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White v. Commissioner of Social Security Administration

United States District Court, E.D. Oklahoma

March 6, 2019

BRENDA M. WHITE, Plaintiff,
v.
COMMISSIONER of the Social Security Administration, Defendant.

          OPINION AND ORDER

          STEVEN P. SHREDER, UNITED STATES MAGISTRATE JUDGE

         The claimant Brenda M. White requests judicial review of a denial of benefits by the Commissioner of the Social Security Administration pursuant to 42 U.S.C. § 405(g). She appeals the Commissioner's decision and asserts the Administrative Law Judge (“ALJ”) erred in determining she was not disabled. For the reasons set forth below, the Commissioner's decision is REVERSED and the case REMANDED to the ALJ for further proceedings.

         Social Security Law and Standard of Review

          Disability under the Social Security Act is defined as the “inability to engage in any substantial gainful activity by reason of any medically determinable physical or mental impairment[.]” 42 U.S.C. § 423(d)(1)(A). A claimant is disabled under the Social Security Act “only if h[er] physical or mental impairment or impairments are of such severity that [s]he is not only unable to do h[er] previous work but cannot, considering h[er] age, education, and work experience, engage in any other kind of substantial gainful work which exists in the national economy[.]” Id. § 423 (d)(2)(A). Social security regulations implement a five-step sequential process to evaluate a disability claim. See 20 C.F.R. §§ 404.1520, 416.920.[1]

         Section 405(g) limits the scope of judicial review of the Commissioner's decision to two inquiries: whether the decision was supported by substantial evidence and whether correct legal standards were applied. See Hawkins v. Chater, 113 F.3d 1162, 1164 (10th Cir. 1997). Substantial evidence is “‘more than a mere scintilla. It means such relevant evidence as a reasonable mind might accept as adequate to support a conclusion.'” Richardson v. Perales, 402 U.S. 389, 401 (1971), quoting Consolidated Edison Co. v. NLRB, 305 U.S. 197, 229 (1938); see also Clifton v. Chater, 79 F.3d 1007, 1009 (10th Cir. 1996). The Court may not reweigh the evidence or substitute its discretion for the Commissioner's. See Casias v. Secretary of Health & Human Services, 933 F.2d 799, 800 (10th Cir. 1991). But the Court must review the record as a whole, and “[t]he substantiality of evidence must take into account whatever in the record fairly detracts from its weight.” Universal Camera Corp. v. NLRB, 340 U.S. 474, 488 (1951); see also Casias, 933 F.2d at 800-01.

         Claimant's Background

         The claimant was thirty-eight years old at the time of the administrative hearing (Tr. 43). She has a high school equivalent education and has worked as an institutional cook, breakfast cook, and pizza deliverer (Tr. 44, 76-77). The claimant alleges that she has been unable to work since October 25, 2013, due to depression, anxiety, degenerative disc disease, bone spurs, diabetes, high blood pressure, carpal tunnel syndrome, and problems with her shoulder and arm (Tr. 247, 305).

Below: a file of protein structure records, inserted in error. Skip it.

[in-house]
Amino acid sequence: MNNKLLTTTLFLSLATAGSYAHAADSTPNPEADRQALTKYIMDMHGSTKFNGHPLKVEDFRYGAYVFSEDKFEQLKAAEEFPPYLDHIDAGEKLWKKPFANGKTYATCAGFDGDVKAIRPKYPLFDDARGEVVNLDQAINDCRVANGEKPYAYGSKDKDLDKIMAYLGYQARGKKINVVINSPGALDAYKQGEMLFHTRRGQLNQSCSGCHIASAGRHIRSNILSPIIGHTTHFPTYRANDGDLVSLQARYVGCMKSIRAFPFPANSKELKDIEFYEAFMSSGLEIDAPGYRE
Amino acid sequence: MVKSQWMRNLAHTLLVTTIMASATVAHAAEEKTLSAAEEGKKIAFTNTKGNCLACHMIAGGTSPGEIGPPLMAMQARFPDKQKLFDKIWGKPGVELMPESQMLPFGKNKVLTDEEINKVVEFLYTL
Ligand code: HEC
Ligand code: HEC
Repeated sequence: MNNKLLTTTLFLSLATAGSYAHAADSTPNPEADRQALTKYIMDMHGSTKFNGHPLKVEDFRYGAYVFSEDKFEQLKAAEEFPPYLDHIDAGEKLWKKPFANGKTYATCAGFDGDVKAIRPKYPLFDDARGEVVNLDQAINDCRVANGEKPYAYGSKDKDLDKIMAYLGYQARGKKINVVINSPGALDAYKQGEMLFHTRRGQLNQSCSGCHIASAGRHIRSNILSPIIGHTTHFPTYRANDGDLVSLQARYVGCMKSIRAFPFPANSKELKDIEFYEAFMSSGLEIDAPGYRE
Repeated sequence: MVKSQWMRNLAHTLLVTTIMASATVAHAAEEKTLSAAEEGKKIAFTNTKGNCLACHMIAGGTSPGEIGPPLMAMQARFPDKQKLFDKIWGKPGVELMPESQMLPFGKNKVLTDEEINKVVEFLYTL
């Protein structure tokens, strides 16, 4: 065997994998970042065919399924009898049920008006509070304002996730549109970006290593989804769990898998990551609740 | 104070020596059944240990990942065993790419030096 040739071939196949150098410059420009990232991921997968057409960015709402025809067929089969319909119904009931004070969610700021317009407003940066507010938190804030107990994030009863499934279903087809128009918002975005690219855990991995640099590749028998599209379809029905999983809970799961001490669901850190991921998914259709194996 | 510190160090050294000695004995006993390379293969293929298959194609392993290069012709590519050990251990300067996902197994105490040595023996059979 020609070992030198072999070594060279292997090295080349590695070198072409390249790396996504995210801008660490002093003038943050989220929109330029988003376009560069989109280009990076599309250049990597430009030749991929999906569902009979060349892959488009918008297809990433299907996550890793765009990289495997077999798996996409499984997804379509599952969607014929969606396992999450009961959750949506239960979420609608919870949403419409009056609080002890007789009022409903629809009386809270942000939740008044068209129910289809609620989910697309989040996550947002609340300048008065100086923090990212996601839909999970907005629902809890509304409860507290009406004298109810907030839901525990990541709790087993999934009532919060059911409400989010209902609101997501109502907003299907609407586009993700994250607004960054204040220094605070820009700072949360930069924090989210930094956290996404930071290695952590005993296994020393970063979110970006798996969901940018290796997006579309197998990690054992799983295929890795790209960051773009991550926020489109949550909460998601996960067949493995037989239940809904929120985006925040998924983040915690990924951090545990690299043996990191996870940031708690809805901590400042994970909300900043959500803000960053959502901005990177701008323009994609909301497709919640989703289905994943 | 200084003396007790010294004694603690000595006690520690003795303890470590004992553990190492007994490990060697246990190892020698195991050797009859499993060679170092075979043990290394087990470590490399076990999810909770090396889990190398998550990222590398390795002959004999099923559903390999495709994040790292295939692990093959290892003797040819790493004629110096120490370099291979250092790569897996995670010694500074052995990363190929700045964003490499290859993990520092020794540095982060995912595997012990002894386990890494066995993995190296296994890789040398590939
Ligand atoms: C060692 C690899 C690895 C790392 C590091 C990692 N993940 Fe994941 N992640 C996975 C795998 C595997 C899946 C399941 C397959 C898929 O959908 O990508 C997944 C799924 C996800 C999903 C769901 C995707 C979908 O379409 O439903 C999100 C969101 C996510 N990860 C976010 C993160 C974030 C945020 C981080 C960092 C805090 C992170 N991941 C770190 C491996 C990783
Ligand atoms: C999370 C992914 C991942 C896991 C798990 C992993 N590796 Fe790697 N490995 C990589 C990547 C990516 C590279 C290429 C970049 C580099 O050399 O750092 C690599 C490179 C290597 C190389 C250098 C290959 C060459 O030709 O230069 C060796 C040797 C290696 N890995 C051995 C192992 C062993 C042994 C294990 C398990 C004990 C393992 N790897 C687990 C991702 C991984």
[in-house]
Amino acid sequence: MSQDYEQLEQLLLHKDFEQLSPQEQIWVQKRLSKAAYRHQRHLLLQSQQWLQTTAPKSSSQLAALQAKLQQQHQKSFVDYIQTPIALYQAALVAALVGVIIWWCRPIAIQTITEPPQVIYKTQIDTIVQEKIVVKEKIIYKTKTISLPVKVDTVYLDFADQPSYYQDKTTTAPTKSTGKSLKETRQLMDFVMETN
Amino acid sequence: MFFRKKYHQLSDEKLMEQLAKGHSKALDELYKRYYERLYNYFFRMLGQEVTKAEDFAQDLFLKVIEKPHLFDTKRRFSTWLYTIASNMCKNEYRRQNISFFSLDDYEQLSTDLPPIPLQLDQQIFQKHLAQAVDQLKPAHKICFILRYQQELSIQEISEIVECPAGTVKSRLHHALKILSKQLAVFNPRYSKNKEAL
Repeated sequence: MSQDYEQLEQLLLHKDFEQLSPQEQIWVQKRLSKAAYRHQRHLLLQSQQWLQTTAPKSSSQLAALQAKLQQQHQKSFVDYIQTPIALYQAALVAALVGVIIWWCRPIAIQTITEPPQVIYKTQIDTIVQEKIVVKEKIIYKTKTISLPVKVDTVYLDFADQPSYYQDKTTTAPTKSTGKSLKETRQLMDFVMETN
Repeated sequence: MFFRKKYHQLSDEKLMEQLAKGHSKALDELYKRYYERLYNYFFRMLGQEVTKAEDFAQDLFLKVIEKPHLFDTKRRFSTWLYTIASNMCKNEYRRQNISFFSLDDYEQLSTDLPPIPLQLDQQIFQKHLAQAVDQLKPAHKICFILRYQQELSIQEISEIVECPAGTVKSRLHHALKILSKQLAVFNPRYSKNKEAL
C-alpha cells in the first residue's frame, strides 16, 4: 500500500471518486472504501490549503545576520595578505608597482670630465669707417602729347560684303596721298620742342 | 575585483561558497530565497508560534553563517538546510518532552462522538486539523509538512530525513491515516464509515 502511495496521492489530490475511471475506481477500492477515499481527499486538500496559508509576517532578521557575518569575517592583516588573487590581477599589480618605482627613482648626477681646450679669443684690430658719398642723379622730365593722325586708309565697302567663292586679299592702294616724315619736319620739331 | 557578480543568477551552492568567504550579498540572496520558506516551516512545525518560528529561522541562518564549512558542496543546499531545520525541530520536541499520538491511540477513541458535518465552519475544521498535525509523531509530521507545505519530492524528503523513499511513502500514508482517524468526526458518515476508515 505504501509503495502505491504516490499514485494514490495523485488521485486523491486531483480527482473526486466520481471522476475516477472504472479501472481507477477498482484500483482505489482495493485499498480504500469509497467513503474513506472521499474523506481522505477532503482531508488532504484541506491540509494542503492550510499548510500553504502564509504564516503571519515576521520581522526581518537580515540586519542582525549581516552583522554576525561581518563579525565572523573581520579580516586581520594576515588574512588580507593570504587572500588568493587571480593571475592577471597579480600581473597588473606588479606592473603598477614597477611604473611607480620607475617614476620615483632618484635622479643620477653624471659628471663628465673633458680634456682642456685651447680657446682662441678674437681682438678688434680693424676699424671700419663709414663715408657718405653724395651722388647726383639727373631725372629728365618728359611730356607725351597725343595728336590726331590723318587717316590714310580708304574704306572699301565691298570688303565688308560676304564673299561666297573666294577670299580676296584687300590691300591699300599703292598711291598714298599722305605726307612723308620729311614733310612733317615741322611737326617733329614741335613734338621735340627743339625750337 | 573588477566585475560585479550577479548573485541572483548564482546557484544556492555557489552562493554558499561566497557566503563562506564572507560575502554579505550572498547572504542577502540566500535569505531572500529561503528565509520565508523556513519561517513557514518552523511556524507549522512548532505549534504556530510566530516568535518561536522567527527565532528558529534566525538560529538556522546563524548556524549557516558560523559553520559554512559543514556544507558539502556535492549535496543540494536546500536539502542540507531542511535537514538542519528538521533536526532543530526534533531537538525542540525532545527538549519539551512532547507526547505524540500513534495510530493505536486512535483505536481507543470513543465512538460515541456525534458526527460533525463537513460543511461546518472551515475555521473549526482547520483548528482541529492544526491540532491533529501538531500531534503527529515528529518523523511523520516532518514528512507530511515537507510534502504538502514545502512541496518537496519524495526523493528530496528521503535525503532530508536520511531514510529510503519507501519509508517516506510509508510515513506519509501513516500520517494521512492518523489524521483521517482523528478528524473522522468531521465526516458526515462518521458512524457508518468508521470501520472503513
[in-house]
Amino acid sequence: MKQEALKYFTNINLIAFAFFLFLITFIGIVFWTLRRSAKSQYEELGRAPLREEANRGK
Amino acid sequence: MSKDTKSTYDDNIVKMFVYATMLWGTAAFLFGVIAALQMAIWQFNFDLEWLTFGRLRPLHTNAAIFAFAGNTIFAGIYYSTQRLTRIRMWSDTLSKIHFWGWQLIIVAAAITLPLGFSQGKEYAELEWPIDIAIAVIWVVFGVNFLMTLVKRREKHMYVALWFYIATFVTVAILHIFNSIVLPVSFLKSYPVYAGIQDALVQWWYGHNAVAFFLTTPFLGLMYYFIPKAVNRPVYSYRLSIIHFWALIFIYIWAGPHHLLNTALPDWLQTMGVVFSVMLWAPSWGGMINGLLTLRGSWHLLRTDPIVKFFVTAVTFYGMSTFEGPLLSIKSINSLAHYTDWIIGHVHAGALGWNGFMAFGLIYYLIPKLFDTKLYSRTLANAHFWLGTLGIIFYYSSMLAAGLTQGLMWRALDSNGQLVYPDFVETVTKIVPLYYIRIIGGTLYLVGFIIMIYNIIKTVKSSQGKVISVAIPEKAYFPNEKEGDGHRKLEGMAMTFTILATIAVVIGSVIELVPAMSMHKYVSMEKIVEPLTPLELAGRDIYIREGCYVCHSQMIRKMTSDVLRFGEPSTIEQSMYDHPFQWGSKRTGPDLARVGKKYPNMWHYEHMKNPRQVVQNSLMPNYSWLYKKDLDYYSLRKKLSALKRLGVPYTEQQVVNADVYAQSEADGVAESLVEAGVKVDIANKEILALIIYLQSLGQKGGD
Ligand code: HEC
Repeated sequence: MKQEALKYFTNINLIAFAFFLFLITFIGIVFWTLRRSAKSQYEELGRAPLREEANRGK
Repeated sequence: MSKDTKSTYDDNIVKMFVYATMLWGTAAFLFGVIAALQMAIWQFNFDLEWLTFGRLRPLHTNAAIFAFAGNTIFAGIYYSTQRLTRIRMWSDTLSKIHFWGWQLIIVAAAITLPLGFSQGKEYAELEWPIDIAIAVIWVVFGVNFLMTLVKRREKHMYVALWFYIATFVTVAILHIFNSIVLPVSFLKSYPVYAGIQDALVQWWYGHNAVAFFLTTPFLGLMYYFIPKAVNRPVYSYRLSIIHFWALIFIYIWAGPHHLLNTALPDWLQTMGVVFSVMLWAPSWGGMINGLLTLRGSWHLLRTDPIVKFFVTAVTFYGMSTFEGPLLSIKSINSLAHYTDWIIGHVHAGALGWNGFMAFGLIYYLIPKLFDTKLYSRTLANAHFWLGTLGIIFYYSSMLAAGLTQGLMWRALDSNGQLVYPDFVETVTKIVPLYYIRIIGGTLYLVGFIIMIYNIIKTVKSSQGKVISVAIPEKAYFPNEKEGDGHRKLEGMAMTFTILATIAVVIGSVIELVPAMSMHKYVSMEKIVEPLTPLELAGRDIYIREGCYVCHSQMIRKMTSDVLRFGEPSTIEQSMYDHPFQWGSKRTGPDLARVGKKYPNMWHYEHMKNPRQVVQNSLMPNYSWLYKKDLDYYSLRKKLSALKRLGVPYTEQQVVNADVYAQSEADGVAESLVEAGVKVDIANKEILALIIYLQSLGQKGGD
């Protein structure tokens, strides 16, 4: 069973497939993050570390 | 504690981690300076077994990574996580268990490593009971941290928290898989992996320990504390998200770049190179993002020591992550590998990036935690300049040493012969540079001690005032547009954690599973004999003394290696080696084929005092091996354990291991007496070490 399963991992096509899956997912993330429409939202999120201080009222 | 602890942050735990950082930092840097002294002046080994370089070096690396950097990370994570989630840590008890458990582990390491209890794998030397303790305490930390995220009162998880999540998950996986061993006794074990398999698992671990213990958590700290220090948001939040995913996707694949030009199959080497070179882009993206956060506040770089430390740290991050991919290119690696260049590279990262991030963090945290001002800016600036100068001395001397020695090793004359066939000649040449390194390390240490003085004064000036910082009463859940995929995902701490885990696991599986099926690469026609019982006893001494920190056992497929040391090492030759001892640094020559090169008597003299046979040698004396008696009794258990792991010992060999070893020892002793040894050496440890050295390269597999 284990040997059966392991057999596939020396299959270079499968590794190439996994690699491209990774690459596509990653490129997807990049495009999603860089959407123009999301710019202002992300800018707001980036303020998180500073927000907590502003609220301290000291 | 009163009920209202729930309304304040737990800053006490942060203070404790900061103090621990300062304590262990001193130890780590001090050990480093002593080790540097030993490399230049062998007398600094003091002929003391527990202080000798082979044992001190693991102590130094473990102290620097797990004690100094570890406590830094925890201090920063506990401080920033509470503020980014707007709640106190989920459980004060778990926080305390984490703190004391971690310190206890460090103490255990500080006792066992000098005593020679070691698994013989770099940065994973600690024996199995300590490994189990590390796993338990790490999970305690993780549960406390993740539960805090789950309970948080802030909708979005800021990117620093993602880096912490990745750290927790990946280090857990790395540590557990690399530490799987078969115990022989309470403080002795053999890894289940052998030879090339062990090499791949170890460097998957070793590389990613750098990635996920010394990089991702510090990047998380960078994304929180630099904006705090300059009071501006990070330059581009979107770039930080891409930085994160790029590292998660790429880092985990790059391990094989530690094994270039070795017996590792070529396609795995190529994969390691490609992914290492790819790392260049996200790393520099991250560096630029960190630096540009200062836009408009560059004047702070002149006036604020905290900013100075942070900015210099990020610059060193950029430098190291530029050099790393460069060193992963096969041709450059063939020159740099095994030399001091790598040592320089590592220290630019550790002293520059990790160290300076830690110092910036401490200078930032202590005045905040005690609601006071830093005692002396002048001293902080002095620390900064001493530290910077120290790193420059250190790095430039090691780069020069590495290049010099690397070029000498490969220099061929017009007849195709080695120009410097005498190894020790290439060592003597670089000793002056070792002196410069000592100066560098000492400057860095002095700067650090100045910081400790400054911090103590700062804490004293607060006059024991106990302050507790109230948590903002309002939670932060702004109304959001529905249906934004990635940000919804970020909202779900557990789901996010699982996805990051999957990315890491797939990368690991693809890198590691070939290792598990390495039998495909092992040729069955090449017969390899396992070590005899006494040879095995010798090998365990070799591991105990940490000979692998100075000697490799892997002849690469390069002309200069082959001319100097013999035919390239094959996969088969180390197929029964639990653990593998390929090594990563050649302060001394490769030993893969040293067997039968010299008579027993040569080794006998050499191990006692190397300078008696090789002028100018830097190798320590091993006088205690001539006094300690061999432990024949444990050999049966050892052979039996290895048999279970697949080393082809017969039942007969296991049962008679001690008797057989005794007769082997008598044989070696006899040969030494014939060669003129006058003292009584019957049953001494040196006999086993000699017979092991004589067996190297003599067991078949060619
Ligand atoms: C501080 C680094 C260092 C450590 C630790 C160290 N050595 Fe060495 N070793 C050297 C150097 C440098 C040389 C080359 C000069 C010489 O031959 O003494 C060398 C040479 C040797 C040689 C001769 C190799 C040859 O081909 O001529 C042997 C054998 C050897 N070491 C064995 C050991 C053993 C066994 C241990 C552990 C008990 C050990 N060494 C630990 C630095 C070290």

Procedural History

         On November 20, 2014, the claimant applied for disability insurance benefits under Title II of the Social Security Act, 42 U.S.C. §§ 401-434, and for supplemental security income benefits under Title XVI of the Social Security Act, 42 U.S.C. §§ 1381-85 (Tr. 247-56). Her applications were denied. ALJ Michael Harris conducted an administrative hearing and determined that the claimant was not disabled in a written opinion dated February 19, 2016 (Tr. 21-34). The Appeals Council denied review, so the ALJ's written opinion represents the Commissioners' final decision for purposes of this appeal. See 20 C.F.R. §§ 404.981, 416.1481.

         Decision of the Administrative Law Judge

         The ALJ made his decision at step five of the sequential evaluation. He found that the claimant had the residual functional capacity (“RFC”) to perform sedentary work as defined in 20 C.F.R. §§ 404.1567(a), 416.967(a) except she could only occasionally climb ramps or stairs, balance, stoop, kneel, crouch, and crawl, and could never climb ladders, ropes, or scaffolds (Tr. 26). The ALJ further found that the claimant could perform simple tasks with routine supervision, relate to supervisors and peers on a superficial work basis, and adapt to a work situation, but could not relate to the general public (Tr. 26). The ALJ then concluded that although the claimant could not return to her past relevant work, she was nevertheless not disabled because there was work she could perform in the national economy, e.g., small parts assembler, lens inserter, and cuff folder (Tr. 32-34).

         Review

         The claimant contends that the ALJ erred by failing to properly: (i) account for her carpal tunnel syndrome in formulating the RFC, and (ii) evaluate her subjective statements. The Court agrees, and the decision of the Commissioner must be reversed and the case remanded to the ALJ for further proceedings.

         The ALJ found the claimant had the severe impairments of obesity, degenerative disc disease, diabetes mellitus, affective disorder, anxiety disorder, and substance addiction disorder and the nonsevere impairment of hypertension (Tr. 23-24). The relevant medical evidence reveals that the claimant regularly consulted with providers at the Chickasaw Nation Medical Center between January 2012 and October 2015 (Tr. 377-576, 820-68, 1013-40, 1307-16, 1345-56). Her relevant diagnoses include chronic low back pain, major depressive disorder, anxiety disorder, ...


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